Questions and Answers
The core elements of the program are the multiple component exercises (flexibility, aerobics, and lower extremity strength training), accompanied by the health education/behavior change sessions following a structured 24 session curriculum focused on managing osteoarthritis with a physically active lifestyle.
Session Frequency. The standard program meets three times per week for 8 weeks. Each session last 90 minutes (60 minutes of exercise followed by 30 minutes of health ed discussion). If offering the program three times a week is challenging for providers they can offer it twice a week instead, but they need to extend the length of the program to 12 weeks in order to accommodate the total number of sessions. A number of adopting sites around the country have chosen this option.
Target Participants. Fit and Strong! has targeted participants with pain and stiffness in their lower extremity joints due to osteoarthritis. We have shown benefits on lower extremity strengths and mobility in this population out to 18 months (Hughes et al., 2010). Because of this track record, we also think the program is appropriate for and would benefit persons with balance challenges and persons with Parkinsons- in other words, any population that is suffering from lower extremity strength, flexibility and balance challenges would be appropriate. We believe that participants with chronic conditions such as type II diabetes and hypertension/cardiovascular disease will also benefit from this program with physician consent.
Appropriateness for persons with upper body issues. The program also includes upper extremity flexibility and strength training exercises. Instructors are taught to complete the lower extremity exercises in every session and add the upper extremity as time permits. Thus, although priority is given to lower extremity exercises, instructors also address and the program is appropriate for persons with upper extremity OA as well.
Any persons that it should not be adapted for. The program has not been tested with persons with rheumatoid arthritis. Its effectiveness with that population is currently unknown.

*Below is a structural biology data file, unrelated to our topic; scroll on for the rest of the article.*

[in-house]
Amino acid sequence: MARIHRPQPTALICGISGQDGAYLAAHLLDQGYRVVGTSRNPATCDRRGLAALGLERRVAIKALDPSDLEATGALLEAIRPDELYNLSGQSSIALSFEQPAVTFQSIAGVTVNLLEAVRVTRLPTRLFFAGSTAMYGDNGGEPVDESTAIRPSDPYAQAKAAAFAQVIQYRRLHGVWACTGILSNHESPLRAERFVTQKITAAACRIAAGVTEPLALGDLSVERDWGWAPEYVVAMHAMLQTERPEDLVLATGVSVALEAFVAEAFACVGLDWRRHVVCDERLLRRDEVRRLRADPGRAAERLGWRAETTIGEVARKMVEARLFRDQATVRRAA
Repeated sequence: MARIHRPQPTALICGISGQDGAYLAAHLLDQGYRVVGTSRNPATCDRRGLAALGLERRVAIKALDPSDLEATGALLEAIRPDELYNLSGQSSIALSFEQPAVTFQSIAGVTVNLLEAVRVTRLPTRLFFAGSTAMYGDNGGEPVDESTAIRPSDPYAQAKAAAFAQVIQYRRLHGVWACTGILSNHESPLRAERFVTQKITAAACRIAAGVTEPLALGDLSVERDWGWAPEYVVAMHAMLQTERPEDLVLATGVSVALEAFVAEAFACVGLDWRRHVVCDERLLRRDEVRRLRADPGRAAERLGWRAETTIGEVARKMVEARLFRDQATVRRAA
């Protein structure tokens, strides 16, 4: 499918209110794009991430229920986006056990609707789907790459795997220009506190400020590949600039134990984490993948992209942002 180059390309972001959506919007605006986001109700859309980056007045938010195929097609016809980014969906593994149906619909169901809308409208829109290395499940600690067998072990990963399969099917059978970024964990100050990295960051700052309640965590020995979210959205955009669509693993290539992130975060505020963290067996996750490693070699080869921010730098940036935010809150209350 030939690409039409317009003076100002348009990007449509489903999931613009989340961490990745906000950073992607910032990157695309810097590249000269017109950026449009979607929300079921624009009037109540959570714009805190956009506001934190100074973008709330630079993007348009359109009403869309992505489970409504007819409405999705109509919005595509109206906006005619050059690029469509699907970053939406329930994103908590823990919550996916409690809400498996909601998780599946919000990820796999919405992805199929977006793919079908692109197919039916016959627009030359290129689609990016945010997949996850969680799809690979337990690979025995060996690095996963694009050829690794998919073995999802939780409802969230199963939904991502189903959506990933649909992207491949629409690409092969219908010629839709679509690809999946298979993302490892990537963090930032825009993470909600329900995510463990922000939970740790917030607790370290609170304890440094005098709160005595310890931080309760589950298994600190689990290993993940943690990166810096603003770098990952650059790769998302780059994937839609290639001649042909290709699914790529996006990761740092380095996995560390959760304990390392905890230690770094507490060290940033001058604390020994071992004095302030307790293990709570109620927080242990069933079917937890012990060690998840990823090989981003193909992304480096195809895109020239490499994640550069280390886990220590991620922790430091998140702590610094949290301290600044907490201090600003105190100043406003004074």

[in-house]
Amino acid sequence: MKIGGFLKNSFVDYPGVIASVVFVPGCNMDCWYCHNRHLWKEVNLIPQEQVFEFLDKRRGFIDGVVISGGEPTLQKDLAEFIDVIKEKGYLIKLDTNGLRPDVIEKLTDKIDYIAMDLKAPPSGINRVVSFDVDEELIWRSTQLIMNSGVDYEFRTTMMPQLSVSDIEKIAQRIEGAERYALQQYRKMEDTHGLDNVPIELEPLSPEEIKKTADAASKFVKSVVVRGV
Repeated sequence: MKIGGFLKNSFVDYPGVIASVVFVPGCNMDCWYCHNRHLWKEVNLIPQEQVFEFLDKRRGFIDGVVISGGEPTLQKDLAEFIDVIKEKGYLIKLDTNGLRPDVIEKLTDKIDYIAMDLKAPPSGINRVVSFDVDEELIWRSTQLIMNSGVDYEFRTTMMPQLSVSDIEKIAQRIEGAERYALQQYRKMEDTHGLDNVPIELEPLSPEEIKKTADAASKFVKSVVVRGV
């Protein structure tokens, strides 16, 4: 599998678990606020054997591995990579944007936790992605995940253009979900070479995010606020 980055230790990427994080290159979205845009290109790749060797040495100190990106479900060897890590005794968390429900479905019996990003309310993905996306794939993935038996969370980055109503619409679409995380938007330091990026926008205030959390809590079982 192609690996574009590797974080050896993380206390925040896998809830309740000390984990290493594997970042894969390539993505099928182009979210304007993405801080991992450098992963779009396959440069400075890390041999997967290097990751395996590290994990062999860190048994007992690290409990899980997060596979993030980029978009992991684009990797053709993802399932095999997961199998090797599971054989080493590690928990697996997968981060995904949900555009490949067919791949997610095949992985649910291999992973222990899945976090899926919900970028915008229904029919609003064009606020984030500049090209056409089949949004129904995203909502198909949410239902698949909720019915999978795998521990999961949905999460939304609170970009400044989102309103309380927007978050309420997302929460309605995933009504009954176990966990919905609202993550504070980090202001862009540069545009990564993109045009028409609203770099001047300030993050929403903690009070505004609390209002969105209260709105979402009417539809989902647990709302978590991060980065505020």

Facilitators. We train certified exercise instructors to provide Fit and Strong! Sites that already have certified exercise instructors on staff or those who currently contract with them have a very easy time offering and maintaining Fit and Strong! These sites are typically large Senior Centers, Parks and Recreation sites, YMCAs, Medical Centers, and can include Senior Housing residences and Independent and Assisted Living facilities. We need a good sized room for the exercise component, can use hallways for the brisk walking component, and use ankle cuff weights and exercise bands that are frequently used by the above listed providers. We can also put providers in touch with sources to access exercise equipment.
Challenges. The main challenges faced by providers are the costs involved in paying the instructor and purchasing the equipment. Importantly, the equipment is a one-time cost; once the equipment is purchased it can be used over multiple iterations of the class. Sites can offset some of the cost of paying an instructor through facility memberships or class fees.
Questions. We have a standard set of evaluation tools that we ask all providers to use once they have adopted the program. The tools include a pre-post participant outcome assessment, participant attendance, and participant and instructor program evaluations. All of these tools are available on our interactive website. Instructors learn how to administer and enter these data during the instructor trainings.
Tools. See above. If practitioners adapt the program we would always be very happy to work with them to provide suggested evaluation tools; for example, if a site wanted to target balance we would be happy to work with them to select appropriate balance outcome measures.
Hispanic Fit and Strong! We recently finished a pilot test of the new Hispanic version of Fit and Strong- Fuerte y en Forma. We tested the program in two cities and obtained baseline, 8 week and 6 month outcomes. Findings were very positive and we look forward to their publication very soon.
Bundling Fit and Strong with other evidence-based programs. We currently have a grant that is enabling us to test a lay leader instructor model. In this model, we take persons who are instructors for programs like the Chronic Disease Management Program and A Matter of Balance and train them in Fit and Strong. We are obtaining our standard outcome measures described about for participants and instructors and will compare these data to those obtained using the Certified Instructor model.